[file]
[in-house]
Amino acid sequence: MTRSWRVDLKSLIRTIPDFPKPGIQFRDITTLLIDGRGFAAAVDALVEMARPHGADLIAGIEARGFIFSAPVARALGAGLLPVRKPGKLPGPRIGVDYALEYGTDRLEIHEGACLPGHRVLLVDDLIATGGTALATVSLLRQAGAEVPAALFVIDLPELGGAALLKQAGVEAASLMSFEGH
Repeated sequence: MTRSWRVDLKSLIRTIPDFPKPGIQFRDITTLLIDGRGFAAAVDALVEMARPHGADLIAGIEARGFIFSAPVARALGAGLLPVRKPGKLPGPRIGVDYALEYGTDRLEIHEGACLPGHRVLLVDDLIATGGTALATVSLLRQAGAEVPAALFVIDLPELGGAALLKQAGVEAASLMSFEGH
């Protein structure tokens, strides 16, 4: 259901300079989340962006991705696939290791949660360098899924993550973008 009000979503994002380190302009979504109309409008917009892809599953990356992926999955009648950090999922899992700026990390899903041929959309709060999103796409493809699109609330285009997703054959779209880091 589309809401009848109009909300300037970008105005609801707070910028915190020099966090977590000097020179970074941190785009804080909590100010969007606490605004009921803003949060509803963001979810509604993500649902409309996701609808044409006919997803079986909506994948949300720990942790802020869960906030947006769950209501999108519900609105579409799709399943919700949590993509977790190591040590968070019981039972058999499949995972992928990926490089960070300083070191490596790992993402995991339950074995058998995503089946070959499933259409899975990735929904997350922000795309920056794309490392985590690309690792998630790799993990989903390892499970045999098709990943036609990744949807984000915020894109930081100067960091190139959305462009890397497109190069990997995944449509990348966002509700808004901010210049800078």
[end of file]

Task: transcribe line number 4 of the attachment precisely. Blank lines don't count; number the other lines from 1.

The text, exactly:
């Protein structure tokens, strides 16, 4: 259901300079989340962006991705696939290791949660360098899924993550973008 009000979503994002380190302009979504109309409008917009892809599953990356992926999955009648950090999922899992700026990390899903041929959309709060999103796409493809699109609330285009997703054959779209880091 589309809401009848109009909300300037970008105005609801707070910028915190020099966090977590000097020179970074941190785009804080909590100010969007606490605004009921803003949060509803963001979810509604993500649902409309996701609808044409006919997803079986909506994948949300720990942790802020869960906030947006769950209501999108519900609105579409799709399943919700949590993509977790190591040590968070019981039972058999499949995972992928990926490089960070300083070191490596790992993402995991339950074995058998995503089946070959499933259409899975990735929904997350922000795309920056794309490392985590690309690792998630790799993990989903390892499970045999098709990943036609990744949807984000915020894109930081100067960091190139959305462009890397497109190069990997995944449509990348966002509700808004901010210049800078």